Fusarium wilt spores are long-lived, and remain dormant in the soil, in crop residue, or even in weeds or other non-susceptible crops — just waiting for the right conditions and a vulnerable crop — for many years. A minimum of a 7-year rotation is recommended to guard against disease problems in susceptible crops. Seeds can transmit Fusarium wilt, and a clean seed source or clean transplants are a necessity.
Growers often have difficulty diagnosing whether the crop is suffering from Verticillium wilt or Fusarium wilt. Soil temperature can provide a clue, as can the pattern of discoloration in the stem, but laboratory tests are needed to verify which fungal family is causing concern.
Verticillium albo-atrum and Verticillium dahliae are the causative agent for wilts in many crops. Tomatoes, peppers, eggplants, potatoes, broad beans, beets, cucumbers and others are impacted by one or both of these fungal pathogens. Onions are not susceptible. These pathogens act to plug the xylem, as does Fusarium species, preventing adequate water intake, causing yellowing, wilting and necrosis. Both diseases also cause vascular streaking in stems.
Microsclerotia remain in the soil, able to survive for years. Verticillium fungi spread readily when roots are stressed or wounded, and fruiting plants seem most susceptible. Because of the wide host range of Verticillium fungi, eradicating it from fields can be difficult, as it can continue to propagate, increasing the number of fungal pathogens in the soil, happily replicating and causing disease in a wide variety of crop hosts.
All infected plant material, including roots, should be removed from the soil and destroyed. Soil sanitization can be effective, but may not be cost-effective. Avoid over-fertilization, which can enhance disease incidence, and plant resistant varieties if a problem is known to exist. Heavy soils with alkaline pH support Verticillium growth. Verticillium wilt fungi thrives in cool soil temperatures. Infected seeds and transplants can spread the disease.
Fungal wilt strategies
All plants in a field may not become infected when soil borne fungi are a concern. Depending on the distribution of spores, only plants in a certain area may show signs of infection. But as the population of fungal bodies increases in the soil, the entire field can play host to spores.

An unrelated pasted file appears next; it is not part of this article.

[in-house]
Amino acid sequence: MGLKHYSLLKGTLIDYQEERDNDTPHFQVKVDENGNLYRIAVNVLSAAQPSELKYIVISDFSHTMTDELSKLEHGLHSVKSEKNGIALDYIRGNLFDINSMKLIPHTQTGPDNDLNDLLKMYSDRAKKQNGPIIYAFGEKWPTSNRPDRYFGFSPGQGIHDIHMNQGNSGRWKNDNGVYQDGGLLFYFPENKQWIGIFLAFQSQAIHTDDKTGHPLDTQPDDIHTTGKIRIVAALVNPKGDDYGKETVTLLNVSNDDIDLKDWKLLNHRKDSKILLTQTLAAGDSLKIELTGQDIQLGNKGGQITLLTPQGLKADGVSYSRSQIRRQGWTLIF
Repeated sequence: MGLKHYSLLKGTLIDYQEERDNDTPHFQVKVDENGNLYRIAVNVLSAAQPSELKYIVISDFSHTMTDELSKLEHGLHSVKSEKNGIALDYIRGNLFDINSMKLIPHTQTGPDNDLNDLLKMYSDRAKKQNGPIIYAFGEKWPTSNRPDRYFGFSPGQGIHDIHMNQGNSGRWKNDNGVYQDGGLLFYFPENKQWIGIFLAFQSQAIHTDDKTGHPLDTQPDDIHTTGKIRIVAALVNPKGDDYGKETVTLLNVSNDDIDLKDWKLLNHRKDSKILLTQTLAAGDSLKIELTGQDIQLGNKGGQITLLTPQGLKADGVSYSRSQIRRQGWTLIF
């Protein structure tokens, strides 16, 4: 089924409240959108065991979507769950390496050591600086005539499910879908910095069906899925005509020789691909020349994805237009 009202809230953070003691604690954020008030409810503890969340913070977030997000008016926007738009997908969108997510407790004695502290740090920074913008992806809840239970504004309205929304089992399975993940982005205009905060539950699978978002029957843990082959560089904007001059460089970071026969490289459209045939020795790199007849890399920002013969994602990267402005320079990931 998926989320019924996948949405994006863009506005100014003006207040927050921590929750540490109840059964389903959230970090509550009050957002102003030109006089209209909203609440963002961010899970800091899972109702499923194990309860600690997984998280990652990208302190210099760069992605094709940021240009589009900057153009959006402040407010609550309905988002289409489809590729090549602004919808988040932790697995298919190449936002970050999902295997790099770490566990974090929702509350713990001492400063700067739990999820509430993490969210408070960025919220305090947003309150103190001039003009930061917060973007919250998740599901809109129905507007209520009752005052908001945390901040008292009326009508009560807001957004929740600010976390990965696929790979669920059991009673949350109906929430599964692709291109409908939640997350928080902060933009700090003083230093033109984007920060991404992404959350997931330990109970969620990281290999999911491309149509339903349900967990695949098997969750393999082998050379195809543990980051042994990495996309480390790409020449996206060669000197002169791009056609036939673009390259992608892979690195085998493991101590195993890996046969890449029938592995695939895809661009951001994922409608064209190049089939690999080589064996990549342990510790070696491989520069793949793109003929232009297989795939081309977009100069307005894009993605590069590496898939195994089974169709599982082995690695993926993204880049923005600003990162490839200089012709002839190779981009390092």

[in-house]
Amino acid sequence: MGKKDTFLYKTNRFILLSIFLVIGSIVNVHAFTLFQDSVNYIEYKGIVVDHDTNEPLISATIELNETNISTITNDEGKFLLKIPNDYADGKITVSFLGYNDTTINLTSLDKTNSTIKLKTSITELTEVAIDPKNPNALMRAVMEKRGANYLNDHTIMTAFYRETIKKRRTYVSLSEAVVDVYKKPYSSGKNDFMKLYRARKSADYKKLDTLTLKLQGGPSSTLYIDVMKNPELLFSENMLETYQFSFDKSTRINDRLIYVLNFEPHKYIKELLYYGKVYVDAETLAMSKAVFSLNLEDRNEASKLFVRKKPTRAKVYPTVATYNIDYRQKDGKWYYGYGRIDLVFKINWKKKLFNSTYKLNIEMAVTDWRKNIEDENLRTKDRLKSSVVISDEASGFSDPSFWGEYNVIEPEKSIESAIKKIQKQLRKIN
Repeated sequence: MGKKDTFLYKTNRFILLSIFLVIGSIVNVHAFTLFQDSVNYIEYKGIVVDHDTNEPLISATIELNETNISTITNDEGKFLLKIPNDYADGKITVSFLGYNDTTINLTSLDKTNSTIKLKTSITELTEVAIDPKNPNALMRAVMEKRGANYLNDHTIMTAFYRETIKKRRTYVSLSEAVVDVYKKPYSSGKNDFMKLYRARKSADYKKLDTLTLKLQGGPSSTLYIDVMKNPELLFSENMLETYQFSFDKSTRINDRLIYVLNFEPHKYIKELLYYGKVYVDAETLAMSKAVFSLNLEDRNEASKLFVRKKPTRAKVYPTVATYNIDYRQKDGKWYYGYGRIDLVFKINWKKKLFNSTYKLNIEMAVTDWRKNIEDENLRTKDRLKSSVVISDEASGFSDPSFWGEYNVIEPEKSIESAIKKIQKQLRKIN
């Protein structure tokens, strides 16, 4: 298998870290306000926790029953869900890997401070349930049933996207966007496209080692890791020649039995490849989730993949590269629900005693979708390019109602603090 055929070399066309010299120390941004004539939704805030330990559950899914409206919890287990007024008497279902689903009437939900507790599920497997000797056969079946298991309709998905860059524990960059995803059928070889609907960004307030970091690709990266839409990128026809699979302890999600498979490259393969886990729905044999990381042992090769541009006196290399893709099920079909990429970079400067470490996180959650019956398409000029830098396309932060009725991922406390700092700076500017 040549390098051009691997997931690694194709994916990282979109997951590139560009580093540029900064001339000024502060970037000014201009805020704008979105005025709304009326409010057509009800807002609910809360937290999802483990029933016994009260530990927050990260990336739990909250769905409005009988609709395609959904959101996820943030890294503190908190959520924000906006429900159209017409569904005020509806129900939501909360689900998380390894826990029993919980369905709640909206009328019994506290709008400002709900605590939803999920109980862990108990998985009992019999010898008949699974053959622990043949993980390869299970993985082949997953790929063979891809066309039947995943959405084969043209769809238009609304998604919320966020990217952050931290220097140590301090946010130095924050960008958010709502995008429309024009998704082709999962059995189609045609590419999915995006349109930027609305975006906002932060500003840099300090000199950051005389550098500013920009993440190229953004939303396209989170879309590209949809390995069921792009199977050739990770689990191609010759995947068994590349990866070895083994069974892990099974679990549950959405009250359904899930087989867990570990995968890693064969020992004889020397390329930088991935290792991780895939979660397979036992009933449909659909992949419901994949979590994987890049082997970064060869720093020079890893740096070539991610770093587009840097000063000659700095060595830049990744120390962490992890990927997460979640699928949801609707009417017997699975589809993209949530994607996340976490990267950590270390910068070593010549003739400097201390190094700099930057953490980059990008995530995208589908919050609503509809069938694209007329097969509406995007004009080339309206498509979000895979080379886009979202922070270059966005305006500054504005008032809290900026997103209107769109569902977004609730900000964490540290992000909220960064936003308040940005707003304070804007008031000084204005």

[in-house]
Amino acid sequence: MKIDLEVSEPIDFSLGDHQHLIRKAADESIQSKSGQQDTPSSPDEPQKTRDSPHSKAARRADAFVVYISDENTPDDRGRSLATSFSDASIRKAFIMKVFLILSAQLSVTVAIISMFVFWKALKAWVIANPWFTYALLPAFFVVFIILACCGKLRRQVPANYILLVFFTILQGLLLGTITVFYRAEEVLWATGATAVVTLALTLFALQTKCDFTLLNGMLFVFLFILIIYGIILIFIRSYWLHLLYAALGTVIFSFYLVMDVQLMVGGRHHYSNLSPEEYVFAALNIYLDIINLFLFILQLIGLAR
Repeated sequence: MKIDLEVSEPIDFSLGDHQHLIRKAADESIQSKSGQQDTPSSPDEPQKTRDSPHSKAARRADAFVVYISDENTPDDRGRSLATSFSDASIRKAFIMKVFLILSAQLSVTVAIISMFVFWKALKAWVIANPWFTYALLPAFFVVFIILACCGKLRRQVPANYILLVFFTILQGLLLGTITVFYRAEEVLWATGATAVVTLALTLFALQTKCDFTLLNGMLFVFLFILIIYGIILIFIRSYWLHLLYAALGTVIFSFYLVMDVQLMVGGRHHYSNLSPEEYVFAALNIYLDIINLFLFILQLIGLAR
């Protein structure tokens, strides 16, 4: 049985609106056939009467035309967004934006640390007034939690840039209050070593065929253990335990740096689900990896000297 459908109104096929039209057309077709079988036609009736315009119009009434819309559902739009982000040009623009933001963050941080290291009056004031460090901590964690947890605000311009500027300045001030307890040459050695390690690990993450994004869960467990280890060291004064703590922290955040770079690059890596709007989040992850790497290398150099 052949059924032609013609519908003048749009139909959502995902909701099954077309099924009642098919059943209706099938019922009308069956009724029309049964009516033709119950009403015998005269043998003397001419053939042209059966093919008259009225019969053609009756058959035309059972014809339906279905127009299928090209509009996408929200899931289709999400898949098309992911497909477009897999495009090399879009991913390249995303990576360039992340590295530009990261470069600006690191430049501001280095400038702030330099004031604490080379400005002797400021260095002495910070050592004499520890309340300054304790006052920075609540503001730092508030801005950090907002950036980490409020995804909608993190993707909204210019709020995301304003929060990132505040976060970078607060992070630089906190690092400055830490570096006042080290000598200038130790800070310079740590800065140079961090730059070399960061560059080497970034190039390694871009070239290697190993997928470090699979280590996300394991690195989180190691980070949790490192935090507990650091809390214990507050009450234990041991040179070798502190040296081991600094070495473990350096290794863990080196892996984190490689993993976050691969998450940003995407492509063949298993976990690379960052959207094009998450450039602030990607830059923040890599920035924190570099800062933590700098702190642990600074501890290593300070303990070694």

If seasonal growing conditions are not conducive to the fungi, there may be little infection and crop loss. If conditions which promote infection — preferred soil moisture levels, conducive soil temperatures, root wounds — occur, infection can spread rapidly throughout the field. Depending on plant growth stage, losses can be total or partial. Changing conditions can slow or hasten the disease progress in infected plants, too.
Using cover crops has been shown to provide some defense against soil borne fungal pathogens. Biological controls such as Trichoderma or Pseudomonas species may have some fungicidal effects, and utilizing non-pathogenic strains of disease causing fungi may reduce infection via competition with the infectious agent for root colonization of the crop plant. Intercropping or companion planting studies have shown that these strategies may be effective in protecting susceptible crops from fungal wilt diseases, possibly by root exudates which offer protection from colonization.
Soil borne fungal pathogens which cause wilting diseases are difficult to eradicate, are viable for long periods of time, and can result in significant losses in numerous economically important crops. Control requires an understanding of the life cycle and environmental needs of the fungal pathogen, and a combination of approaches to prevent widespread crop losses.